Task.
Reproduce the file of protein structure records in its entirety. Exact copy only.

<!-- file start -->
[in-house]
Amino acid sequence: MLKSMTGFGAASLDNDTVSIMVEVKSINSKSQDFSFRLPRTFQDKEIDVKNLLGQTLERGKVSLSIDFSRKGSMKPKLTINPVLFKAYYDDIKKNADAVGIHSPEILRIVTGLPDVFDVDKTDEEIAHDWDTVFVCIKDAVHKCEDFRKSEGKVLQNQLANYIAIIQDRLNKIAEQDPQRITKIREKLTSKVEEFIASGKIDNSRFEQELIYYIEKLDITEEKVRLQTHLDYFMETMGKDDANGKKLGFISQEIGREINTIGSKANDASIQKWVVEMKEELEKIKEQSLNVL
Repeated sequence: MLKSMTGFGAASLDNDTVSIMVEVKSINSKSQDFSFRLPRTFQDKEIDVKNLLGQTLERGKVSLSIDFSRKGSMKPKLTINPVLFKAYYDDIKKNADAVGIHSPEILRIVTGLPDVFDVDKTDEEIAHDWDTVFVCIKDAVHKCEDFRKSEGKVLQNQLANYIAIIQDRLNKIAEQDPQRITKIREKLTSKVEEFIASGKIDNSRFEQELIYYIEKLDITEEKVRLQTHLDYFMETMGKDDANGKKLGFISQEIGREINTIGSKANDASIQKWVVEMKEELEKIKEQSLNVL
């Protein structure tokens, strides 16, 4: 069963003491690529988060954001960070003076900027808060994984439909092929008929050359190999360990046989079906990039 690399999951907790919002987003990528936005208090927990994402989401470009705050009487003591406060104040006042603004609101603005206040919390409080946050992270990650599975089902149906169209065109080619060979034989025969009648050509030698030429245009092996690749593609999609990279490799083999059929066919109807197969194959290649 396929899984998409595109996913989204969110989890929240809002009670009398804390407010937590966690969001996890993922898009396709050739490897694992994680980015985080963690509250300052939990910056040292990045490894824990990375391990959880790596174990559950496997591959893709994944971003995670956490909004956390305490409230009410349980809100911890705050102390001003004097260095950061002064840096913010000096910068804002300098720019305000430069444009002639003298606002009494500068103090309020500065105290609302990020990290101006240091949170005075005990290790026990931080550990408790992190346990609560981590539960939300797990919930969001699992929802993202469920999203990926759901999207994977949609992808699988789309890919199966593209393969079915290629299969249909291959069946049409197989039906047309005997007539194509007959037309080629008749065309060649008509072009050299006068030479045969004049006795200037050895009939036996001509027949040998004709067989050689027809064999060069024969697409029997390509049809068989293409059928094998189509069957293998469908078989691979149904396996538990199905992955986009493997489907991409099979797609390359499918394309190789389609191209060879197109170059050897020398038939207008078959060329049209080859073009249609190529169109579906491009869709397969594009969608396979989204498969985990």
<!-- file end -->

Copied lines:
[in-house]
Amino acid sequence: MLKSMTGFGAASLDNDTVSIMVEVKSINSKSQDFSFRLPRTFQDKEIDVKNLLGQTLERGKVSLSIDFSRKGSMKPKLTINPVLFKAYYDDIKKNADAVGIHSPEILRIVTGLPDVFDVDKTDEEIAHDWDTVFVCIKDAVHKCEDFRKSEGKVLQNQLANYIAIIQDRLNKIAEQDPQRITKIREKLTSKVEEFIASGKIDNSRFEQELIYYIEKLDITEEKVRLQTHLDYFMETMGKDDANGKKLGFISQEIGREINTIGSKANDASIQKWVVEMKEELEKIKEQSLNVL
Repeated sequence: MLKSMTGFGAASLDNDTVSIMVEVKSINSKSQDFSFRLPRTFQDKEIDVKNLLGQTLERGKVSLSIDFSRKGSMKPKLTINPVLFKAYYDDIKKNADAVGIHSPEILRIVTGLPDVFDVDKTDEEIAHDWDTVFVCIKDAVHKCEDFRKSEGKVLQNQLANYIAIIQDRLNKIAEQDPQRITKIREKLTSKVEEFIASGKIDNSRFEQELIYYIEKLDITEEKVRLQTHLDYFMETMGKDDANGKKLGFISQEIGREINTIGSKANDASIQKWVVEMKEELEKIKEQSLNVL
């Protein structure tokens, strides 16, 4: 069963003491690529988060954001960070003076900027808060994984439909092929008929050359190999360990046989079906990039 690399999951907790919002987003990528936005208090927990994402989401470009705050009487003591406060104040006042603004609101603005206040919390409080946050992270990650599975089902149906169209065109080619060979034989025969009648050509030698030429245009092996690749593609999609990279490799083999059929066919109807197969194959290649 396929899984998409595109996913989204969110989890929240809002009670009398804390407010937590966690969001996890993922898009396709050739490897694992994680980015985080963690509250300052939990910056040292990045490894824990990375391990959880790596174990559950496997591959893709994944971003995670956490909004956390305490409230009410349980809100911890705050102390001003004097260095950061002064840096913010000096910068804002300098720019305000430069444009002639003298606002009494500068103090309020500065105290609302990020990290101006240091949170005075005990290790026990931080550990408790992190346990609560981590539960939300797990919930969001699992929802993202469920999203990926759901999207994977949609992808699988789309890919199966593209393969079915290629299969249909291959069946049409197989039906047309005997007539194509007959037309080629008749065309060649008509072009050299006068030479045969004049006795200037050895009939036996001509027949040998004709067989050689027809064999060069024969697409029997390509049809068989293409059928094998189509069957293998469908078989691979149904396996538990199905992955986009493997489907991409099979797609390359499918394309190789389609191209060879197109170059050897020398038939207008078959060329049209080859073009249609190529169109579906491009869709397969594009969608396979989204498969985990």